Oncoplastic techniques have the potential to decrease positive margins at initial lumpectomy by allowing resection of a larger volume of tissue. They also may improve ipsilateral breast appearance and contralateral breast symmetry. There was uniform agreement for their potential benefit. The conference recommends applying these techniques only in a selective group of patients. Small primary cancers can be excised with acceptable cosmetic results without oncoplastic techniques. For all procedures, marker clips or other marking modality should be considered for application to cavity side walls to aid radiation planning.

Tool 6: Specimen Orientation of 3 or More Margins

When the breast cancer is excised, markers or ink should be placed on the specimen for orientation to ensure which margin edge(s) is/are positive to guide focused reexcision of the correct tissue, if necessary. There are limited data linking orientation directly to reoperation rates, but the conference concluded the benefit/burden ratio of orientation was high. All excisions should be oriented. Orientation is associated with better cosmetic outcomes by avoiding “entire cavity” reexcision in patients with nonoriented positive margins. The consensus was that orientation of at least three sides was superior to two sides. Some participants favored intraoperative six-sided inking as best practice, but there was no consensus on orientation methodology beyond labeling at least three margins.

Tool 7: Specimen Radiograph with Surgeon Intraoperative Review

The primary role of specimen imaging is to document removal of the targeted nonpalpable lesion before the patient leaves the operating room. Lower-level evidence supports specimen radiography as a method to assess distance of lesion to margin and therefore direct and potentially reduce reoperation. Specimens should not undergo compression during imaging, because it may cause specimen fracture that allows ink to enter the crevasse and a false-positive margin. Some participants supplement specimen radiography with US. Surgeons should review the specimen imaging before the operation has been completed, ideally with surgeon-radiology communication. Real-time review may avoid a complete “miss” of the lesion or direct the surgeon to perform an additional cavity shave for a “close” margin. Specimen imaging may not be universally available. If not, the conference strongly encourages systems to develop necessary resources for specimen imaging with immediate image review. Two views at orthogonal angles may identify close or positive margins not seen on a single view. Intraoperative imaging with other modalities to include tomograms, MRI, CT, and other imaging are being investigated.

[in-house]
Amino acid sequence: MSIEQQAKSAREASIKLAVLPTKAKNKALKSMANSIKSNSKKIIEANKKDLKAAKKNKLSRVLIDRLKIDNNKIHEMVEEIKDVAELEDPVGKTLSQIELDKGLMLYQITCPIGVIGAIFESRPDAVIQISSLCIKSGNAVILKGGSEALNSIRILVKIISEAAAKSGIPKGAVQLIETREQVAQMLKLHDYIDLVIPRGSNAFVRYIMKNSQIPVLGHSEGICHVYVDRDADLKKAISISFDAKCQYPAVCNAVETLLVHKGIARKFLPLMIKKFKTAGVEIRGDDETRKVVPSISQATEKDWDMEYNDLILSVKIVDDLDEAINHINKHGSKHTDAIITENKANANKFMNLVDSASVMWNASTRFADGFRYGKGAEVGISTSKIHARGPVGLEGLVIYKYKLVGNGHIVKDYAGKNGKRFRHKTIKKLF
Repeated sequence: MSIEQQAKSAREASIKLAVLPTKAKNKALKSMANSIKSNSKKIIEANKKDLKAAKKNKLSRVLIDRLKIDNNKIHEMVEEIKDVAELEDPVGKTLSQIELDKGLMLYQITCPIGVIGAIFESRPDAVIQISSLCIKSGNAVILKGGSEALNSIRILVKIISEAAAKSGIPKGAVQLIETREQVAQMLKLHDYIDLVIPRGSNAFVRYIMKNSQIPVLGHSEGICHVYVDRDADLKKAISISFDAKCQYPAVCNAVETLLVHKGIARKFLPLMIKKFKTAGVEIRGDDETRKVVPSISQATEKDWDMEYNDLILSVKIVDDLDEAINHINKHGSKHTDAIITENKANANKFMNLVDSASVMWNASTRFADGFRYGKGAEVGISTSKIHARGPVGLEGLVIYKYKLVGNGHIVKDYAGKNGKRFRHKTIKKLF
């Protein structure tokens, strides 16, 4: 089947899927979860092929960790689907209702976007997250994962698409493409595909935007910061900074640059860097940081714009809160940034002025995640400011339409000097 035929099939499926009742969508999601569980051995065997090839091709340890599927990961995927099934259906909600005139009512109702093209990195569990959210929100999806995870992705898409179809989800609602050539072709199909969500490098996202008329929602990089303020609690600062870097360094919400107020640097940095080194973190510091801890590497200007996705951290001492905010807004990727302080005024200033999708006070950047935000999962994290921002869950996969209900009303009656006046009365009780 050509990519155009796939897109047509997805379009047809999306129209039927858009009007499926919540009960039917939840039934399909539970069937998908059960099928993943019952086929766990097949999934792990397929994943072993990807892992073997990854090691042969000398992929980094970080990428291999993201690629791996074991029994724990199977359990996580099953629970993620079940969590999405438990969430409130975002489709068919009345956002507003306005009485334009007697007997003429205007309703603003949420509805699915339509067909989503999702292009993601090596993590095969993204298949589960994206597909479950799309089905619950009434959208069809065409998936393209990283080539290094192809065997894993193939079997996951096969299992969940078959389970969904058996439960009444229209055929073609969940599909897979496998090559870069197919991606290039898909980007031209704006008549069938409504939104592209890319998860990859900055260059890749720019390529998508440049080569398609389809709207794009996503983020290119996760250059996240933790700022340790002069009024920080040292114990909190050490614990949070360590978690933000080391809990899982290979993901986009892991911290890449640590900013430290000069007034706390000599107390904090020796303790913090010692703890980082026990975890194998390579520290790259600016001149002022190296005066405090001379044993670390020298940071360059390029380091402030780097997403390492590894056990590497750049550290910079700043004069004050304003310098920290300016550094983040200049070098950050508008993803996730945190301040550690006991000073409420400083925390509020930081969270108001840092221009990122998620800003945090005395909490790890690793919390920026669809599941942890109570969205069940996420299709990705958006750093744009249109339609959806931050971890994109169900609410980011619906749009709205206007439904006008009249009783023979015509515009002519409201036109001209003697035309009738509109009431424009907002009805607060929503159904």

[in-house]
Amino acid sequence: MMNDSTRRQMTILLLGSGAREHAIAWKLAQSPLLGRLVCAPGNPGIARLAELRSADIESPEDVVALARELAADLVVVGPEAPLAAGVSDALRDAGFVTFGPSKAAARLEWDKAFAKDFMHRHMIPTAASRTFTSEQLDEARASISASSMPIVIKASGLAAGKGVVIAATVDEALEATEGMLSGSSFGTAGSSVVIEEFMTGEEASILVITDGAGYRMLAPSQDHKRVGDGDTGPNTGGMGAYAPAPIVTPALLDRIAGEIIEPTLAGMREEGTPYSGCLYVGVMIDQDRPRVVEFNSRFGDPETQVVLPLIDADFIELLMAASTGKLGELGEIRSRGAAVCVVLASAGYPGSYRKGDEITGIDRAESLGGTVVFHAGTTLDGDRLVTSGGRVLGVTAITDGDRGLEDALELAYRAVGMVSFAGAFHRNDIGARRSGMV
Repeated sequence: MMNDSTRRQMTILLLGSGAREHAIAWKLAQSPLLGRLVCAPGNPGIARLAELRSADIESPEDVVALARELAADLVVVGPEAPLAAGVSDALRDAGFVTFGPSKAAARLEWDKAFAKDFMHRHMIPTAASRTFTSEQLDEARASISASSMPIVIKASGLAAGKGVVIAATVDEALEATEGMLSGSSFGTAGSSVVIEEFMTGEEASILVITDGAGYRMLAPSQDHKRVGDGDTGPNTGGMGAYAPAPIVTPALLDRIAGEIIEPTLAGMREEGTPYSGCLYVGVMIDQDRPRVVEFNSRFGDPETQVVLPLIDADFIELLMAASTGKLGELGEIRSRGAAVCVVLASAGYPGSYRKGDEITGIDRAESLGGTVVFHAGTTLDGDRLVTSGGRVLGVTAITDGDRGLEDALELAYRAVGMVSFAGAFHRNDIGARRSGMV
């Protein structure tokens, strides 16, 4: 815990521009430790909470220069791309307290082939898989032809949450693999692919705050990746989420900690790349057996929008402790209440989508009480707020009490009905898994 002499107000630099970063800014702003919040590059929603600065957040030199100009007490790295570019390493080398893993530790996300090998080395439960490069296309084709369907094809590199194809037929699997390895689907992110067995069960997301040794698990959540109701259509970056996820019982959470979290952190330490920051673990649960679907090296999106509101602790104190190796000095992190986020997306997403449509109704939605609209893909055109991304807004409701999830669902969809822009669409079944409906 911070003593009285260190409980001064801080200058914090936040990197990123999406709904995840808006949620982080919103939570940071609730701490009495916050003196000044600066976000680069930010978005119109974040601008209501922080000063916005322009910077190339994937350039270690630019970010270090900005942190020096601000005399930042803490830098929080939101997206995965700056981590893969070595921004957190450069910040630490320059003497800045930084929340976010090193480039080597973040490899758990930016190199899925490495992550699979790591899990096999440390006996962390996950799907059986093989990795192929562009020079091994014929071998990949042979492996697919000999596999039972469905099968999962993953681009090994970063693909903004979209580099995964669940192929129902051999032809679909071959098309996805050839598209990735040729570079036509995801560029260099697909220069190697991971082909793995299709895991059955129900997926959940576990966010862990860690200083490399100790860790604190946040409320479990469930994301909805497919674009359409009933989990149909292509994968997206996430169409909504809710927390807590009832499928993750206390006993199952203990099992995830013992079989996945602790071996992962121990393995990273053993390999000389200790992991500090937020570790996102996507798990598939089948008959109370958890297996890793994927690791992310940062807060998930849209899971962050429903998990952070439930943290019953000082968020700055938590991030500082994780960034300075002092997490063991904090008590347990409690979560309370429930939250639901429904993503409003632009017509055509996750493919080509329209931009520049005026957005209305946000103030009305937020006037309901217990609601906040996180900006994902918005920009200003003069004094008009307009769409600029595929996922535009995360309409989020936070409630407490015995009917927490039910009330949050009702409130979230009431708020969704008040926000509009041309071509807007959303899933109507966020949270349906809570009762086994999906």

Tool 8: Consider Cavity Shave Margins in Patients with T2 or Greater Tumor Size or TI with Extensive Intraductal Carcinoma (EIC)

There are moderate levels of evidence that cavity side wall excisions correlate with lower reoperation rate. Shave size should provide adequate sampling of the residual wall. “Tiny shaves” representing only a small portion of a “wall” were discouraged. If shaves are performed, the “final” edge should be marked; i.e., nonoriented shave with even a small amount of tumor on the surface would constitute a final ink positive margin status requiring reexcision. Some surgeons routinely perform shaves of all cavity side walls regardless of tumor type or size. Others perform selective shaves directed by palpation, imaging, or pathologic specimen examination. There has been one recently published, randomized, controlled trial of cavity shave versus no-shave margins, which demonstrated a statistically significant decrease in the reoperation rate for patients undergoing breast conservation surgery.25

Tool 9: Intraoperative Pathology Assessment of Lumpectomy Margins may Help Decrease Reexcision When Feasible

A systematic literature review demonstrates that intraoperative margin assessment with frozen histologic section or imprint cytology are associated with lower reoperation rates by allowing intraoperative reexcision of positive margins.13 There is lower-level evidence to support only gross specimen examination. Resources and expertise may limit the feasibility of routine intraoperative pathology assessment. Several institutions report low reoperation rates without intraoperative margin assessment.

Tool 10: Compliance with the SSO-ASTRO Margin Guideline to Not Routinely Reoperate for Close Margins with no Tumor on Ink in Patients with Invasive Cancer

Compliance with this guideline has the potential to reduce reoperations by 40 %.6 The remaining tools are targeted towards reducing ink positive margins at the initial lumpectomy. By meta-analysis, recurrence risk doubles when ink positive margins are not excised. Recurrence is not improved by reoperation if the margin is negative. If ink positive margins occur, the need for reoperation should be evaluated by the treating team in collaboration with the patient (“shared decision making”), providing patients with recurrence risks in absolute percentages for the choices of reoperation or not. As a consequence, some patients may choose not to have reoperation. The margin guideline is applicable to subsets of patients with “bad tumor biology” (triple negative, Her 2 positive, high grade), young age, lobular cancer, EIC, or not receiving systemic treatment. There is no proven benefit for reoperation in these patients if they have ink negative margins. Some patients with negative margins may still be considered for reoperation, if clinical and/or imaging findings suggest residual persistent adjacent disease. The margin meta-analysis did not include patients with neoadjuvant therapy or pure DCIS. Given the lack of consensus regarding acceptable margin width for DCIS, decisions regarding reoperation in these patients optimally involves multidisciplinary input and shared decision making with the patient. Until new evidence is available for DCIS, the conference supports NCCN guidelines for reoperation if the margin is ink positive or <1 mm.26